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One cannot fail to be impressed by Piggy French as she talks kindly about the success of her peers in her introduction, which is of course meant to be about herself. Piggy has had some outstanding achievements this year, the highlight of course being her win at Badminton. Yet she attributes her success to maintaining a system, even when it wasn’t necessarily bringing her the results she wanted. For equestrians this is just what we want to hear – that hard graft pays off, even if it takes years.
Unfortunately, over the summer Piggy had developed a bone spur, which had had to be operated on a couple of weeks prior to the event and she therefore wasn’t allowed to ride. However, having her on the ground allowed us to get a brilliant commentary whilst she had her work riders to help with the demonstration. Ian was the first rider, who had been with Piggy since September. The first horse was a stunning five-year-old grey called Cooley Goodwood, who had had just a few runs at 100 level.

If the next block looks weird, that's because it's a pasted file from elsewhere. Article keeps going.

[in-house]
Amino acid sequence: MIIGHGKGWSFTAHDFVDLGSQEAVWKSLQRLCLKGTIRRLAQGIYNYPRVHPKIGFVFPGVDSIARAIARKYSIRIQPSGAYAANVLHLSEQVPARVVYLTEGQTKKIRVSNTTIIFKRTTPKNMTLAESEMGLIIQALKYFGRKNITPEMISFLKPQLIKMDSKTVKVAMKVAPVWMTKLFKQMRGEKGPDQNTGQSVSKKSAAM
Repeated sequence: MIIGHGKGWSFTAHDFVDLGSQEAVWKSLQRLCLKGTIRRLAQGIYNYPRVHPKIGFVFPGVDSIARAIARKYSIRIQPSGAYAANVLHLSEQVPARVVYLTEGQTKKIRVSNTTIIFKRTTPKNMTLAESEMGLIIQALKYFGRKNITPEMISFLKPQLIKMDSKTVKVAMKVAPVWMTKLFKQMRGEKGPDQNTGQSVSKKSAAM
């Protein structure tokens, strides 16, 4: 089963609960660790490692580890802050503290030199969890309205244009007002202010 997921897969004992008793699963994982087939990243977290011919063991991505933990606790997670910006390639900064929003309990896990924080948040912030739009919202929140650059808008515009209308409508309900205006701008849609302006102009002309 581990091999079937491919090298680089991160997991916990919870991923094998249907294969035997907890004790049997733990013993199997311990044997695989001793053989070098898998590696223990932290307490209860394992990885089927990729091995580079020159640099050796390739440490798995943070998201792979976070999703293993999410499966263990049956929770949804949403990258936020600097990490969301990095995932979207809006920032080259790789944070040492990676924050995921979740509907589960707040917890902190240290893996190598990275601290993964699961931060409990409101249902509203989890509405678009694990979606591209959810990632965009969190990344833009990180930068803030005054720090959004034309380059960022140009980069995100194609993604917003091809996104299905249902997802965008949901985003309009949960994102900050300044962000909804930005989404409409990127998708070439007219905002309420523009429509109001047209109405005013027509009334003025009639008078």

Piggy commented that she always liked to work on herself in addition to having some goals in mind for the horse. Whilst she was talking to us she was watching the horse and letting us know that if she had a hot horse she would want to keep her leg on as much as possible, whereas if the horse was slightly lazy like this one she’d want less leg. Noticing the horse was slightly behind the vertical, she asked the rider to put both reins in one hand, which immediately improved the horse’s carriage. She explained that tools like this enable us to learn our impact on the horse, and figure things out. After this she took an exercise that Pippa Funnell likes and put a schooling whip through the elbows, commenting that Pippa used a stiff stick instead! Piggy explained that Ian was learning how to see strides more accurately, and that she’d been doing an exercise with him that a New Zealand showjumper had taught her, which was cantering towards a pole and counting down the strides from six to the pole, hopefully getting more accurate each time. She explained the exercise could be complicated by poles in various different places, or by having a different quality of canter.